Navigating New Terrain: Closing Loopholes 2.0

On 12 February 2024 Federal Parliament passed the Fair Work Legislation Amendment (Closing Loopholes No. 2) Bill 2023, the final Tranche of the Closing Loopholes bills. As these changes roll out, staying informed and proactive will be essential for businesses and employees alike.

Right to Disconnect:

In a move designed to impact work-life dynamics, the amendments introduce a statutory right for employees to disconnect from work communications outside of working hours. This development is intended to reshape workplace norms and expectations, empowering employees to safeguard their off-duty time without fear of reprisal.  However it ultimately rests upon questions of what is a reasonable refusal to respond to contact, which makes it ripe for uncertainty and disputation.

Employees who are remunerated for outside of hours contact will likely not experience any material change to expectations, however Employers will need to ensure clear communication and expectation setting in contracts and policies.

These changes come into effect six months after royal assent (which is yet to issue).

Casual Employment:

Adjustments to the definition of casual employment seek to revisit the true nature of the relationship, and will likely create uncertainty for Employers  through the ‘employee choice’ mechanism.

The existing employer-initiated process for casual conversion will also be replaced, and employees will instead be able to give notice that they believe the true nature of the engagement does not meet the casual definition.

Employers will need to radically change their casual engagements and be ready to respond to employee choice notifications.

These changes come into effect six months after royal assent (which is yet to issue).

Stricter Penalties for Non-Compliance:

A significant increase in civil penalties for contraventions of the Fair Work Act signals a tougher stance on wage exploitation and non-compliance. This change is expected to deter unlawful practices and promote fair treatment of workers.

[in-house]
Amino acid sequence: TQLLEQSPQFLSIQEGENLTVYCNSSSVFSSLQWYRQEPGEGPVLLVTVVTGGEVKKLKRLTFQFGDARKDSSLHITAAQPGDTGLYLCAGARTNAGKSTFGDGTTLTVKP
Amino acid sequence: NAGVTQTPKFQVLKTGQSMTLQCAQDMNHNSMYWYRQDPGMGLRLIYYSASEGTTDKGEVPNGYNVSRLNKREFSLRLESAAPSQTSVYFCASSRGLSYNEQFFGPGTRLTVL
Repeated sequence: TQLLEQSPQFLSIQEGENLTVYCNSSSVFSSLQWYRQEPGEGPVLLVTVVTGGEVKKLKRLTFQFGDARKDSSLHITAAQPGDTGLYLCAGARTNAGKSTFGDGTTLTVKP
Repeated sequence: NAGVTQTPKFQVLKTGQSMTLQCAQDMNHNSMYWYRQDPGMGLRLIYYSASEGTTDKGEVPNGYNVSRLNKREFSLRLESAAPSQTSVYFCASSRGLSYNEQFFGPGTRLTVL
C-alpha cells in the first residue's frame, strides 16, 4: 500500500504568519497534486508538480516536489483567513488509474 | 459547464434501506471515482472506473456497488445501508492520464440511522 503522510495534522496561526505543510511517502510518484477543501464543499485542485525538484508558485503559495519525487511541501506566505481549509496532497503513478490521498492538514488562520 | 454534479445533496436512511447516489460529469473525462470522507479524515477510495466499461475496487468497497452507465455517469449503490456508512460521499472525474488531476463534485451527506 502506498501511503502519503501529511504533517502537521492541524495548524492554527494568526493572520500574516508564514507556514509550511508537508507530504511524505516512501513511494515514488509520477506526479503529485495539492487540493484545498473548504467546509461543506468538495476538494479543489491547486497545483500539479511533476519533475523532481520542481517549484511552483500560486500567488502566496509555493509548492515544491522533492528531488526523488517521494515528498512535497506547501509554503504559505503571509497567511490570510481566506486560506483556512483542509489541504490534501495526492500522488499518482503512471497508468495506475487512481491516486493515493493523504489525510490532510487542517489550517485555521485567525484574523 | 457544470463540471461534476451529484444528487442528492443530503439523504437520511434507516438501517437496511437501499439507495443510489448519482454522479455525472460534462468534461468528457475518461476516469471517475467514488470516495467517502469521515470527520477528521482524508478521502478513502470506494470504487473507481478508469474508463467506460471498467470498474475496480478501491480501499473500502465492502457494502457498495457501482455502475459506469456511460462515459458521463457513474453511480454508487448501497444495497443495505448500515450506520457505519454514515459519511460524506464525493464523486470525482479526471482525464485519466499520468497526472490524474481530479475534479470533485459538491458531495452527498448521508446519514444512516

These changes come into effect after royal assent (which is yet to issue).

Right of Entry for Suspected Underpayments:

The bill introduces the right for unions to apply to the Fair Work Commission for permission to enter workplaces without notice to investigate suspected underpayments.  The FWC can grant an exemption if satisfied that:

  1. The giving of notice might result in the destruction, concealment or alternation of evidence of an underpayment, or
  2. Advance notice of the entry would hinder an effective investigation into the suspected contravention.

This represents the most recent action in the government’s efforts to combat wage theft and underpayments.   

These changes come into effect on 1 July 2024.

Protections for ‘Employee-like’ Workers:

The Fair Work Commission gains expanded authority to regulate aspects of the road transport and digital platform sectors, including the ability to make road transport contractual chain orders. This extension of powers is consistent the government’s commitment to challenging insecure and nontraditional forms of employment impacted by advancing technologies.

The legislation introduces protections for certain independent contractors, particularly those in the gig economy and road transport industry, aiming to bridge the gap in workplace rights and entitlements.

These changes come into effect six months after royal assent (which is yet to issue).